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suivant: Session Enseignement monter: sf2a_boa précédent: Poster contributions

Session ASHRA-Jeunes_Chercheurs

E2E simulator for AO for the Extremely Large Telescope ELT
Manal Chebbo Brice Le Roux
The control of AO systems dedicated to ELT is a difficult problem related to the large number of degrees of freedom. The standard and most used adaptive optics AO control starting from the integrator to the LQG are not useful in such a case. In fact, for future Extremely Large Telescope (ELT's) the number of degrees of freedom is very large related to the large diameter of the ELT's and the emergence of new architectures for the AO systems. So that the necessary computational power for real time control RTC on such systems is currently unattainable when using these control methods. Thus, more efficient algorithms are required. We present simulation results of a tomographic AO system in the configuration of EAGLE instrument (multi-object adaptive optics).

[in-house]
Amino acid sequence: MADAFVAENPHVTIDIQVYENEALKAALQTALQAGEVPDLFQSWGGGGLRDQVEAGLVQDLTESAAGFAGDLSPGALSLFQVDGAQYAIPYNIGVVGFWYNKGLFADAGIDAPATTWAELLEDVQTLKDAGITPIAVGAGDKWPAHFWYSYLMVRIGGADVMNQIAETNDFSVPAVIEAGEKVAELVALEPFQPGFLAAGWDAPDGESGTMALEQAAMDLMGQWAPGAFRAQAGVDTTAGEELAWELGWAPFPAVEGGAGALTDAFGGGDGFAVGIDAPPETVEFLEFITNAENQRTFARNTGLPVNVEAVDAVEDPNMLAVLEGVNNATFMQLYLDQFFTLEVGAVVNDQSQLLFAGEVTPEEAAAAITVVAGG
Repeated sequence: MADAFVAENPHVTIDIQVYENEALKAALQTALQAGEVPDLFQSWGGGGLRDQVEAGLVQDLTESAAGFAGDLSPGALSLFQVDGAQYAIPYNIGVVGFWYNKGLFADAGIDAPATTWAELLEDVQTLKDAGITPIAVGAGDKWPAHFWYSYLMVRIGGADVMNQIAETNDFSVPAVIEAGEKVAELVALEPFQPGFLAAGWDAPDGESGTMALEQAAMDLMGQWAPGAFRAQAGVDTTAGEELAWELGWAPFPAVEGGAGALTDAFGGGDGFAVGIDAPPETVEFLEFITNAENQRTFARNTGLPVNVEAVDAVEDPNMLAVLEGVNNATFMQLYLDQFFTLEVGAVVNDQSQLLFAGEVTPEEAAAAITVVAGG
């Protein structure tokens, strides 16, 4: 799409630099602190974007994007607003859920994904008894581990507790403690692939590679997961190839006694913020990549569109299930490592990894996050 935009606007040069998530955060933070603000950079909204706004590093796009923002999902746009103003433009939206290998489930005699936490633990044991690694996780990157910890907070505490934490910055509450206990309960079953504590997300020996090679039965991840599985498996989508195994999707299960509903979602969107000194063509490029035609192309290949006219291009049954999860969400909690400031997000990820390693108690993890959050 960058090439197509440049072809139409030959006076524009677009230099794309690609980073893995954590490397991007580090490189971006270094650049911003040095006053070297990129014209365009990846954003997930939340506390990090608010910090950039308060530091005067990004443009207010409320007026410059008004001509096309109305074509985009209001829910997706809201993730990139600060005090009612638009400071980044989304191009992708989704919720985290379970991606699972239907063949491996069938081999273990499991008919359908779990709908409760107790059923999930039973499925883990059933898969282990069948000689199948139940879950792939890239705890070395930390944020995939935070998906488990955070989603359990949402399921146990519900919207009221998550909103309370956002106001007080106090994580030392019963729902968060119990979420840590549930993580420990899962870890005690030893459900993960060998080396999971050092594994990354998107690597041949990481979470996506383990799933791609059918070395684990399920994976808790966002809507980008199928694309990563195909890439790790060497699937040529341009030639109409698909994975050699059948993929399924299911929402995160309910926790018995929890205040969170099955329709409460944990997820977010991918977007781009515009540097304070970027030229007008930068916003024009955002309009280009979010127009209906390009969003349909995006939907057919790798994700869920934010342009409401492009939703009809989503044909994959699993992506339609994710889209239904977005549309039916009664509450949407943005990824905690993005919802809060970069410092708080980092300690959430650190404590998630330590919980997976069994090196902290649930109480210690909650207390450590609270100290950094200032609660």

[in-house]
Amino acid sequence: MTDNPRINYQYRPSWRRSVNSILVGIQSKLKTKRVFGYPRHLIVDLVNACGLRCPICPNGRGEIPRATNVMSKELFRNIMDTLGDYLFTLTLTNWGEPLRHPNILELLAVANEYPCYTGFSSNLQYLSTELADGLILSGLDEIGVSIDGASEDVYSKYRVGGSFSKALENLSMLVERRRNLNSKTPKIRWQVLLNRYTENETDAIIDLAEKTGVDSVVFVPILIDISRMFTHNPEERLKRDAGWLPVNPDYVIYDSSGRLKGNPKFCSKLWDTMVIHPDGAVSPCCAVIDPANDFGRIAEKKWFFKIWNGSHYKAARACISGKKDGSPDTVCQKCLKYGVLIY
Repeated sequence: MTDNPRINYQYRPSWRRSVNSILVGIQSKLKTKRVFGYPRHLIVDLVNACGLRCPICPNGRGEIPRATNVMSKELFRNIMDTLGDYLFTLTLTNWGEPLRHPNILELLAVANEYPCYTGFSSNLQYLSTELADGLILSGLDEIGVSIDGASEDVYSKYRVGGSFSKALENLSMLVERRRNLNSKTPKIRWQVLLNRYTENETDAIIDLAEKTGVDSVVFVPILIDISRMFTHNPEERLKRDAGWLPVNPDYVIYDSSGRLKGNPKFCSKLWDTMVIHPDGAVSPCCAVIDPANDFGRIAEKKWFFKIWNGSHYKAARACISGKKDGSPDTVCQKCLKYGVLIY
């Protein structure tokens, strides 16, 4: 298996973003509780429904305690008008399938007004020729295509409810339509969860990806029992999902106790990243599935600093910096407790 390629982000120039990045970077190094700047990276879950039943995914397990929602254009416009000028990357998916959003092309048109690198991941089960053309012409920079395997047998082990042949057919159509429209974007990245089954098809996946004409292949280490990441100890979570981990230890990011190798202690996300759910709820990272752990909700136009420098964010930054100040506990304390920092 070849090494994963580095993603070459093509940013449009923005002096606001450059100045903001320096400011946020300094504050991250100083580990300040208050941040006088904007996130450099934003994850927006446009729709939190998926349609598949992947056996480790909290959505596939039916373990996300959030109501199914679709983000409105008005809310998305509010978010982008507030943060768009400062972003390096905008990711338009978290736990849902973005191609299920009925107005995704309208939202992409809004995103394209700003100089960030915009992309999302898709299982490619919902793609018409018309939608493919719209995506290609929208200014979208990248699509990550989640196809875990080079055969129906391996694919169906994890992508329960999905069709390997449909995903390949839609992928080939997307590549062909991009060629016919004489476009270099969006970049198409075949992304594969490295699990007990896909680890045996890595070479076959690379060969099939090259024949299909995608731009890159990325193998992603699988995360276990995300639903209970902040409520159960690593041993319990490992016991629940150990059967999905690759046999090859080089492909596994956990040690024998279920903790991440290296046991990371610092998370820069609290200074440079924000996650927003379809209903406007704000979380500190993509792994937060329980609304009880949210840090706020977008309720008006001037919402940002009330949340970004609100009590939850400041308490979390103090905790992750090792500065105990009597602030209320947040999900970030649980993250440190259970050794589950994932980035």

Space active optics: in-situ compensation of lightweight primary mirrors' deformations
M. Laslandes, M. Ferrari, E. Hugot
(Laboratoire d'Astrophysique de Marseille)
The need for both high quality images and light structures is a constant concern in the conception of space telescopes. The goal here is to determine how an active optics system could be embarked on a satellite in order to correct the wave front deformations of the optical train. The optical aberrations appearing in a space environment are due to mirrors' deformations, with three main origins: the thermal variations, the weightlessness conditions and the use of large weightlighted primary mirrors. We are developing a model of deformable mirror as minimalist as possible, especially in term of number of actuators, which is able to correct the first Zernike polynomials in a specified range of amplitude and precision. Flight constraints as weight, volume and power consumption are considered. Firstly, such a system is designed according to the equations from the elasticity theory: we determine the geometrical and mechanical characteristics of the mirror, the location of the forces to be applied and the way to apply them. Then the concept is validated with a Finite Element Analysis, allowing to optimize the system by taking into account parameters absent from the theory. At the end, the mirror will be realized and characterized in a representative optical configuration.

Visible Spectroscopy of Terrestrial Exoplanets with SEE-COAST
A.-L. Maire, R. Galicher, A. Boccaletti et al.